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Swiss chard may not be missing in any garden these days. If you also want to grow chard, then just stick to our tips.
Vitamin rich vegetable plant: Swiss chard
Swiss chard is a traditional vegetable variety in our latitudes, which unfortunately fell into oblivion.
Although more and more star chefs have recently discovered this particularly decorative-looking, vitamin-rich vegetable plant for their menu creations and is therefore being re-cultivated in numerous gardens.
Mangold, which is related to different beet varieties, provides very good harvest results with easy care.
So give it a try and grow chard.
Grow chard - That's how it's done
With Mangold you have two types of planting available:
- Cut mangold or leaf mangold (spinach-like preparation)
- Stem mangold (asparagus-like preparation)
The stalk mangold is usually clearly preferred, because not only the leaves, but at the same time the stems can be consumed. Chard is available with red, yellow or white stems - it is recommended a mixed cultivation.
The planting distance should be about 40 centimeters, also compared to other vegetables, such. Beans, cabbage, radishes, etc., which in turn can prevent powdery mildew from chard. As a location for the chard should always a nutrient-rich soil (humus accumulate) with enough sun influence (light penumbra is also still tolerable) are selected. Of course, chard also feels good in flowerbeds, in which it can develop visually completely.
Tip: If possible, do not plant chard next to spinach.
The chard is usually sown between April and June, when there is hardly any more frost to worry about. Today it is also possible to buy already grown chard plants in well-stocked specialist shops, which can even be kept as a container plant on balconies and terraces.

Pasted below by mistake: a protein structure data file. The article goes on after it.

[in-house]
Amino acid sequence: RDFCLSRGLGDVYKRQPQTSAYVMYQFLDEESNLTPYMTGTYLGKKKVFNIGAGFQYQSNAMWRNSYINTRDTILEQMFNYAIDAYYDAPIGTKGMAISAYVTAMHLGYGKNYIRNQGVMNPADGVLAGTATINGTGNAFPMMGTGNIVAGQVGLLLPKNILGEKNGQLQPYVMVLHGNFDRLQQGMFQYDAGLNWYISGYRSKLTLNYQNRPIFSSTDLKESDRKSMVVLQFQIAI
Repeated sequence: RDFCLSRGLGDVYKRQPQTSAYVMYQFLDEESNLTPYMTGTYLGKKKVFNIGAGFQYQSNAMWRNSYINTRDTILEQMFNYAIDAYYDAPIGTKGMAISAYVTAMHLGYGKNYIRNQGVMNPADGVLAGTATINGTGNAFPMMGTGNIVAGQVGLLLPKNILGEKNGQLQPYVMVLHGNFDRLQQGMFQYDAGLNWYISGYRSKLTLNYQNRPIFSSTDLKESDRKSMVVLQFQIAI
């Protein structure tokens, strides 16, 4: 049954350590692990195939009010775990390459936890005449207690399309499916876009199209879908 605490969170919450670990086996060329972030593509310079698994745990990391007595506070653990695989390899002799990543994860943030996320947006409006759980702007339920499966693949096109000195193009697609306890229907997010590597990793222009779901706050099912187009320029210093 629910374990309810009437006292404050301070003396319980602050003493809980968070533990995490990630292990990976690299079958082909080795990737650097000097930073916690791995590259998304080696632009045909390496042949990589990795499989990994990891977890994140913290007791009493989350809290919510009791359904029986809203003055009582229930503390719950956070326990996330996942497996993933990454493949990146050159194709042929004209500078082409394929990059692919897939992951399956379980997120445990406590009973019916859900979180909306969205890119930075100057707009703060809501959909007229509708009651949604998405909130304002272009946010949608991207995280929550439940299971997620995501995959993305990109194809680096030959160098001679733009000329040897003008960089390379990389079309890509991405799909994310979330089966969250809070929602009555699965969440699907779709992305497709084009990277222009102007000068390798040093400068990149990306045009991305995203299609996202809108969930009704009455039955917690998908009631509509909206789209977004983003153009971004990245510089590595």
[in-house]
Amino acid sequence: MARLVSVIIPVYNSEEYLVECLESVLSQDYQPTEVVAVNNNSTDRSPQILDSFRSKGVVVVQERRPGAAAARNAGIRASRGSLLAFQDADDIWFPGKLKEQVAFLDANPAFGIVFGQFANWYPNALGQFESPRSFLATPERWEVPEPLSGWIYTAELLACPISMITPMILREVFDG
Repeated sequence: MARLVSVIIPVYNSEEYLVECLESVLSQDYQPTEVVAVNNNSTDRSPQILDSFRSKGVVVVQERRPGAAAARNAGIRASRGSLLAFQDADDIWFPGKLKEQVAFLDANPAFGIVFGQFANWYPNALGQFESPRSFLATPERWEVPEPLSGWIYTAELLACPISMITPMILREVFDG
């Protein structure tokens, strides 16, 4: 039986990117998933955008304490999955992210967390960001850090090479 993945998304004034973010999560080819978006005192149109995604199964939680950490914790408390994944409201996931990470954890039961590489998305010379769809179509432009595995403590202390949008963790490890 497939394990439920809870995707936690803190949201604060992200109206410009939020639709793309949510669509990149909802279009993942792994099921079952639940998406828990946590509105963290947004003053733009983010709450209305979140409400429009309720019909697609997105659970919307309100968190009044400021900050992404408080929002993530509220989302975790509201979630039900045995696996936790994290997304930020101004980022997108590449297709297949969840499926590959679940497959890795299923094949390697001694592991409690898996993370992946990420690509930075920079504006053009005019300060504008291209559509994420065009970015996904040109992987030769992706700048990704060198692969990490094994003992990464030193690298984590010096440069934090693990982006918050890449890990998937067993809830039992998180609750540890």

Furthermore, the chard is a two-year cultivated plant, which can already be harvested in the first year. In the second year of planting, it also produces flowers and new seeds, which in turn can be used for reproduction in the coming years.
"Maintain Swiss chard
Shortly after sowing, chard should be well protected from frost, which is easy to achieve with a foil cover. Already grown chard plants, which of course may only be used after the frosty days, are also only slightly frost-resistant. It should be mentioned that the leaf mangold is much winter hardier than the stem mangold.
Tip: Swiss chard should be well supplied with compost during fertilization and regularly with fertilizer, which promotes its prosperity strongly. Likewise, chard always loves moist soil, which is why it must be poured sufficiently on hot summer days.
The harvest takes place in late summer until autumn. The stems are cut from the outside as far down as possible or the leaves plucked. Wilted leaves should be removed regularly from the hive so that a long harvest yield is guaranteed.
Tip: Small leaves taste sweetish, large leaves are much tarter in taste.